Rio and I, we are more alike than I knew. Similarities appear across our species’ barrier. “You get the dog you need.” It’s a statement I have heard before, but it takes on new facets of meaning as our time together lengthens.
We have joined an obedience club, and boy do I feel out of place. This is no TAGteach environment. They say they use something called positive reinforcement, but it’s a harsher brand than the one to which I subscribe. I joined because I wanted to learn about it. I wanted to learn obedience exercises and become familiar with the way people move in the show ring – obedience, agility, rally, rally-o; it’s all new to me. It sounded like a fascinating way to further explore the depths of our relationship with our dogs. New learning motivates me strongly. I had been feeling restless, in need of a way in which to grow.
Sometimes you learn best by jumping in. Sometimes you fail and have to pick yourself back up out of the mess.
I’m sure there is a way to keep obedience lighthearted and fun, to make it a positive experience, a safe place to learn from each other and from our dogs. I’m sure there is a way to ensure that Rio enjoys the experience, that he gets lots of goodies and doesn’t get scolded or jerked around. There has to be a way because that is a part of who I am and it comes with me everywhere, inside every experience into which I venture with my pup. There is space within this structure that feels so rigid now, space for pup and I to move and learn with ease and joy.
I joined the Beginner Obedience class. I am well aware of Rio’s struggles with highly stimulating environments, in part, because they are my own struggles as well. Kavir points it out sometimes when we enter a busy restaurant. There is panic for a moment in my eyes. I try to hold it in, to pretend that it doesn’t phase me when I don’t know where to order, where to stand, but there are so many people, so much bustle. On top of all that, there are decisions to make about what I will eat and drink! Take a deep breath. Come back to your body and out of your mind. As I am able to relax and feel at ease, Rio will join me, lying down by my side to nap in trust and peace.
Over three quarters of the way through Karen Pryor Academy, I can hardly believe how fast it has gone. I have nothing but positive things to say about the program. I will be a little sad when it is over. I love the structure and the support, and I hope I can find a way to stay in touch with my classmates.
I share some reflections after the third workshop:
I see us all here casting about, trying to settle on who we are and who we will choose to be. We are making decisions about how we want to live and about what’s important to us. Laura leads us by example, being unapologetically who she is – a dog trainer, yes, but also a TAGteacher, a master costumer, a gamer, a geek. “I am an unapologetic geek,” she announced on day one. She has a story for everything, and shares uninhibitedly. As for me, I have to shape my way to unapologetic. I can’t be and act one way – afraid, always adapting my styles and comments to what I think is acceptable, caring what others will think of me – and then suddenly shift to not caring, to just being how I am. For me, it takes a conscious effort – an awareness that fades in and out.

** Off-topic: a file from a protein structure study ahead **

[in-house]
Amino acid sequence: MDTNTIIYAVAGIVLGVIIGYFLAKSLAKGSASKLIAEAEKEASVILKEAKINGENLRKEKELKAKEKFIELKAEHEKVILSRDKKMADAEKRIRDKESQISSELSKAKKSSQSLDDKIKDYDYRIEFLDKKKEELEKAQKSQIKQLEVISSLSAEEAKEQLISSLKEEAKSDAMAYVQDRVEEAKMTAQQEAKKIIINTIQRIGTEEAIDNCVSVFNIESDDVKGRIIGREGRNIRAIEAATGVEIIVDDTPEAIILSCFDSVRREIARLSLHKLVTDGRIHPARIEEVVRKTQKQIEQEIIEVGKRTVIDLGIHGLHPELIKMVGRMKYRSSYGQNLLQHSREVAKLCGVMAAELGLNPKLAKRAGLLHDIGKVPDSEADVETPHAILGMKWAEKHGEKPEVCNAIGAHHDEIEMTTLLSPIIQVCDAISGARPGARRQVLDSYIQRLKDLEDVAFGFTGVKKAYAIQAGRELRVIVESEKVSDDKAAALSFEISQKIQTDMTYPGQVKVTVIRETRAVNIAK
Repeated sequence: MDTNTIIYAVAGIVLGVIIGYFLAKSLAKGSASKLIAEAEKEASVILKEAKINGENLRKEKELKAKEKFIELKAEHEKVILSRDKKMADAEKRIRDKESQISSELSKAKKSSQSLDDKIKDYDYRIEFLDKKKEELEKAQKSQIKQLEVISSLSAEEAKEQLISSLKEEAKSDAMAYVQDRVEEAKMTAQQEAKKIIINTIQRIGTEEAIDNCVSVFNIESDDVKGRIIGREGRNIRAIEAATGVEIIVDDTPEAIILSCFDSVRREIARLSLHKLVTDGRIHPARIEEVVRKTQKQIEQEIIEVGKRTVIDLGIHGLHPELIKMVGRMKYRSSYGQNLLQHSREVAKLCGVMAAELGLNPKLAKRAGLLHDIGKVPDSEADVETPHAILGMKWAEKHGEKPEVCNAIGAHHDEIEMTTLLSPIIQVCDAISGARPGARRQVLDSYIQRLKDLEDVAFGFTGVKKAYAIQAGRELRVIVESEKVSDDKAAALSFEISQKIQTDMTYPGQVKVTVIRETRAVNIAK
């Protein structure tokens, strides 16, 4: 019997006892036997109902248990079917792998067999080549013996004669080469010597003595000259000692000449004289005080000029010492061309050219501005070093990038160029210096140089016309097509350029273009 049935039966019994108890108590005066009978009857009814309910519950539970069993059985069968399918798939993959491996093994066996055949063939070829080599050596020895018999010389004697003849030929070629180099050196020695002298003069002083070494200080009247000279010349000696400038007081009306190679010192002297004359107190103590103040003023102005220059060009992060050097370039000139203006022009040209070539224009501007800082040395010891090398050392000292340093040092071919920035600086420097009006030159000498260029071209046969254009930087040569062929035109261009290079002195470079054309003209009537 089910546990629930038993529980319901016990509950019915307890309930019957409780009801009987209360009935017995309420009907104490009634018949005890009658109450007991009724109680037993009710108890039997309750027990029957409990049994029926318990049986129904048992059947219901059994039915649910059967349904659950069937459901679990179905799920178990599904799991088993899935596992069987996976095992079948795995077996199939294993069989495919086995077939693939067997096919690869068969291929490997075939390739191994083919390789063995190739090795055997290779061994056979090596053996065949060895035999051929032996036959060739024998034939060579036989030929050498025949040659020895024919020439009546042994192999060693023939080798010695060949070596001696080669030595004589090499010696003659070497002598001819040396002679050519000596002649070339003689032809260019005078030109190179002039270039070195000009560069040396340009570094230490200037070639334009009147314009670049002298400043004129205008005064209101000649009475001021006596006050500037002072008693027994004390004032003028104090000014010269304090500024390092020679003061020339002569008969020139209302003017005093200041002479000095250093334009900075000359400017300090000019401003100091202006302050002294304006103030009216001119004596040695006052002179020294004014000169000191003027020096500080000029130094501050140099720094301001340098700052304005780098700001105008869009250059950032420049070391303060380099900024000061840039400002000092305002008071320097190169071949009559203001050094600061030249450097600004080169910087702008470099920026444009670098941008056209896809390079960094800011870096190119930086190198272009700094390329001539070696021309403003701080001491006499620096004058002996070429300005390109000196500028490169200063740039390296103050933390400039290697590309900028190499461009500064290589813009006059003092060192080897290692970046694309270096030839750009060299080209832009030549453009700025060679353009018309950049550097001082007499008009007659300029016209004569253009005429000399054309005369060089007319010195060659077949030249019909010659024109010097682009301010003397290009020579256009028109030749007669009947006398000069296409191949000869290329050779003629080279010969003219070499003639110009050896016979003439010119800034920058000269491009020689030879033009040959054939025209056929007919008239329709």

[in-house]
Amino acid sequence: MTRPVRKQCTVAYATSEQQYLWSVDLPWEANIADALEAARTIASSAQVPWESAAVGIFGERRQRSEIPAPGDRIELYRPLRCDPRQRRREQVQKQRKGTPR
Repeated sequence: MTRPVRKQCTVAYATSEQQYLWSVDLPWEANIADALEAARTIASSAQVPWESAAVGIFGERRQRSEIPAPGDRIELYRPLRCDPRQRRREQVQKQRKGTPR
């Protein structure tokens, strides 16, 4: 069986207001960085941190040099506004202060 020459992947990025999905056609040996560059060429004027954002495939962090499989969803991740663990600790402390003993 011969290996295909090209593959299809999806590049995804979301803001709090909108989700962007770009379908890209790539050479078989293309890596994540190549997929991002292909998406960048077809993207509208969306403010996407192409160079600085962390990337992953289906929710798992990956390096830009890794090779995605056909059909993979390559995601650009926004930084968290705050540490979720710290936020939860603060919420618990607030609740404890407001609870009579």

I am on the path to shaping longer and longer stretches of awareness, longer states of flow. In the flow state there is no inner dialogue about the moment; we just do what we do, we flow with what is. When we train it happens if we let it, then we work as a true team. Rio and I have fun! We are both goofy and excitable. I laugh easily and he makes me laugh often. When we get to that state, we are a partnership – a dog-human team. We connect across language barriers, across species, with feeling, joy and love.
There is nothing more comforting than the sound of four padded feet plunk-plunking up the stairs behind me as I retreat to my den to write. Pup is always there with me. He takes his place on his cushioned bed in the corner, lets out a deep sigh, and dozes off. I know if I glance back at him he will lazily open his eyes and return my gaze. How does he know I am looking at him? Perhaps it is the cessation of my typing that cues him or the sound of my body turning and the quiet pause as I watch him. Another deep sigh issues from behind. I pause, sip tea, and listen to the rain. I treasure these moments of calm quiet with pup.